Obice da 75/18 modello 35
Ever since the establishment of Italy as a nation, a certain sector of its armed forces has associated itself with the specialized art of mountain warfare. This has included the provision of special types of artillery adapted for the mountain role. Many of these mountain artillery pieces came from the Austrian firm of Skoda, and during World War I the Italians were happily firing Austrian mountain guns at their former suppliers.
By the 1930s much of this mountain artillery material was obsolescent and overdue for replacement. The Italian firm Ansaldo thus undertook to produce a new mountain howitzer design. By 1934 this had emerged as the Obice da 75/18 modello 34, a sound and thoroughly useful little howitzer that was intended for the mountain role and could thus be broken down into eight loads for transport. In the interests of standardization and logistics it was decided that the 75/18 was just what was required as the light howitzer component of the normal field batteries, and thus the weapon was ordered for them as well, but this time with a more orthodox carriage with no provision for being broken down into loads. This field version became the Obice da 75/18 modello 35.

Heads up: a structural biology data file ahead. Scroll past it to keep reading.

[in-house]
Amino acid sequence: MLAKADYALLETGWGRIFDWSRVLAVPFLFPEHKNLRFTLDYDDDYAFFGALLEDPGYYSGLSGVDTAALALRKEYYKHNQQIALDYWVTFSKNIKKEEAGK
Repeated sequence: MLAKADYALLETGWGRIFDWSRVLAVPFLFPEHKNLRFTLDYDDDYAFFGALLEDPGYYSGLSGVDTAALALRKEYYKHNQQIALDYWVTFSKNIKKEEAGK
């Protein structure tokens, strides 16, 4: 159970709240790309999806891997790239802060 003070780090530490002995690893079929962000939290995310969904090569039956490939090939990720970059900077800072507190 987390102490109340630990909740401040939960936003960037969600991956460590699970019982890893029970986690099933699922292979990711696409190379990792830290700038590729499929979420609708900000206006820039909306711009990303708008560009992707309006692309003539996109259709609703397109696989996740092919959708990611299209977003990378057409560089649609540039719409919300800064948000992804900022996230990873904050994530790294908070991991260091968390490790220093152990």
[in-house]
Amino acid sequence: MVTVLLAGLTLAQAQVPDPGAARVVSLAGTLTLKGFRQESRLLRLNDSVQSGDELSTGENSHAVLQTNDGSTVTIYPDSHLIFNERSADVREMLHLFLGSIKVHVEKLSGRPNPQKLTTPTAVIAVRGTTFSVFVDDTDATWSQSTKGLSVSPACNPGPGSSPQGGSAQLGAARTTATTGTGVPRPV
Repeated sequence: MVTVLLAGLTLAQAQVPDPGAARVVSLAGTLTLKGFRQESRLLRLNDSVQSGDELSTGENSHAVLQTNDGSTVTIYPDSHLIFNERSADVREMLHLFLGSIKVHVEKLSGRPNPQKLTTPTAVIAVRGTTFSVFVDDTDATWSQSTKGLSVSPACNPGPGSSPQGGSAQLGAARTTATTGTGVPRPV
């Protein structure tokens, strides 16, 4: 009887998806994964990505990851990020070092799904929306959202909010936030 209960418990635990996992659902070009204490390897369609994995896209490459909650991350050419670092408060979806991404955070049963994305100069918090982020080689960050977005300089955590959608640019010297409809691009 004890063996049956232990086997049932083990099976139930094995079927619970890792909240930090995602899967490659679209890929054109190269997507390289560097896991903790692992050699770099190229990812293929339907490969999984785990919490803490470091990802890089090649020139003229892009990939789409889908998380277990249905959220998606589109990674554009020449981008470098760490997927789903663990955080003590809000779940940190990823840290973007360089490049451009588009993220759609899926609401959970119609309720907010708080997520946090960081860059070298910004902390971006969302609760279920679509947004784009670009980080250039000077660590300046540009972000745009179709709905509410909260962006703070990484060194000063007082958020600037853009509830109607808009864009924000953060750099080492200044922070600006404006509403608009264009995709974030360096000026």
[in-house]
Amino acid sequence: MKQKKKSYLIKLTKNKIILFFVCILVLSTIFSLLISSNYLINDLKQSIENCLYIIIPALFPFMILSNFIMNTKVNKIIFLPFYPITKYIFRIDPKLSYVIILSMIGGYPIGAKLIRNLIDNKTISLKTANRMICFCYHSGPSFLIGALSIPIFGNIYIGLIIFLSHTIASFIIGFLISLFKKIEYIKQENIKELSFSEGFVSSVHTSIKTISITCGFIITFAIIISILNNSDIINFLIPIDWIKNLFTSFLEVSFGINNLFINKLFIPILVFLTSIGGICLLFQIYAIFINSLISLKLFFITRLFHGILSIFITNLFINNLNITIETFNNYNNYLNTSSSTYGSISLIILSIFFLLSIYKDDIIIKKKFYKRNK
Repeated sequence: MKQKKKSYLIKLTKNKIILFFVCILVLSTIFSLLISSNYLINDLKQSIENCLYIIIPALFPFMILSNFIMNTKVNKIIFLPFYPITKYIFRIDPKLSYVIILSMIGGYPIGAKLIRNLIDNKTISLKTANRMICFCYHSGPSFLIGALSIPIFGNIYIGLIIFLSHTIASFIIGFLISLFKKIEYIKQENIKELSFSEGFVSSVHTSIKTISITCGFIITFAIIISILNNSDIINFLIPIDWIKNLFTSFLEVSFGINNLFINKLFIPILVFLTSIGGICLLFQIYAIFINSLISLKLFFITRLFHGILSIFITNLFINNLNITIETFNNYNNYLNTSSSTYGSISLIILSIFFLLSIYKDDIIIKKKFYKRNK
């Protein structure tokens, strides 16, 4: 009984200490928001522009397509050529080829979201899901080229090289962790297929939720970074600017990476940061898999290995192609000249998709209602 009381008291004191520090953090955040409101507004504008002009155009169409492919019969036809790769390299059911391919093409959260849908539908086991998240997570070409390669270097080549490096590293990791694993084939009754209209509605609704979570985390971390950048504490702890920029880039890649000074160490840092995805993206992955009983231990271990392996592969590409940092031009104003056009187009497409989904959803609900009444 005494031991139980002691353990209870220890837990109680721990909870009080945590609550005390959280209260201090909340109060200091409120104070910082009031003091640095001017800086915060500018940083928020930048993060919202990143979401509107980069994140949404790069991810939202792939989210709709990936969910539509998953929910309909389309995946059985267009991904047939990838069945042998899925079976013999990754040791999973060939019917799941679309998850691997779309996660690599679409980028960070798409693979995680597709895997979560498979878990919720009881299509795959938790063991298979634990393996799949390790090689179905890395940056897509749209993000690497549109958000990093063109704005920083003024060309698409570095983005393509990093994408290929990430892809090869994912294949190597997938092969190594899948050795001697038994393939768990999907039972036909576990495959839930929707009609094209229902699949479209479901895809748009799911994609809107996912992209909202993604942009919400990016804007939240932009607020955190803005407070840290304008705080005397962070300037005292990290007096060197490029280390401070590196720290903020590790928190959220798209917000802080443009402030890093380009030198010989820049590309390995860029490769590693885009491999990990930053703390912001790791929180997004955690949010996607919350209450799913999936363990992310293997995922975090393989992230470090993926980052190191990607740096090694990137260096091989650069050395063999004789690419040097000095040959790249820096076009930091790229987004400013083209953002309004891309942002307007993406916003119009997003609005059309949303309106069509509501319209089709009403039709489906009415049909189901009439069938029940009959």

The modello 35 was ordered into full-scale production but like its contemporary, the modello 37 gun, could not be produced in the numbers required. This was despite the fact that the carriage used by the modello 35 howitzer had many features in common with the later modello 37 gun, and the same barrel and recoil mechanism as that used for the mountain howitzer was carried over to the field howitzer design.
The supply situation was not eased in any way by the need for the Italians to sell the modello 35 abroad in order to obtain foreign currency. In 1940 a sizable batch was sold to Portugal, and more went to some South American states to pay for raw materials. More production capacity was diverted to the production of versions for use on various forms of Italian semovente (self-propelled) carriages, but very few of these ever reached the troops. Those that did proved to be as efficient as any of the comparable German Sturmgeschütze (assault guns).
After 1943 the Germans took the modello 35 under their control as swiftly as they took over the rest of the available Italian gun parks, and the little howitzers took on a new guise as the 7.5-cm leFh 255(i).
ln contrast to many other Italian artillery pieces of World War II the Obice da 75/18 modello 35 was a very modern and handy little field piece. Designed by Ansaldo, it was the field howitzer version of a mountain howitzer design and thus lacked the ability to be broken down into several pack loads.
Specification Obice da 75/18 modello 35
Calibre: 75 mm (2.95 in)
Length of piece: 1.557 m (61.3 in)
Weight: travelling 1850 kg (4,080 lb) and in action 1050 kg (2,315 lb)
Elevation: -10° to +45°
Muzzle velocity: 425 m (1,395 ft) per second
Range: 9565 m (10,460 yards)
Shell weight: 6.4 kg (14. lib)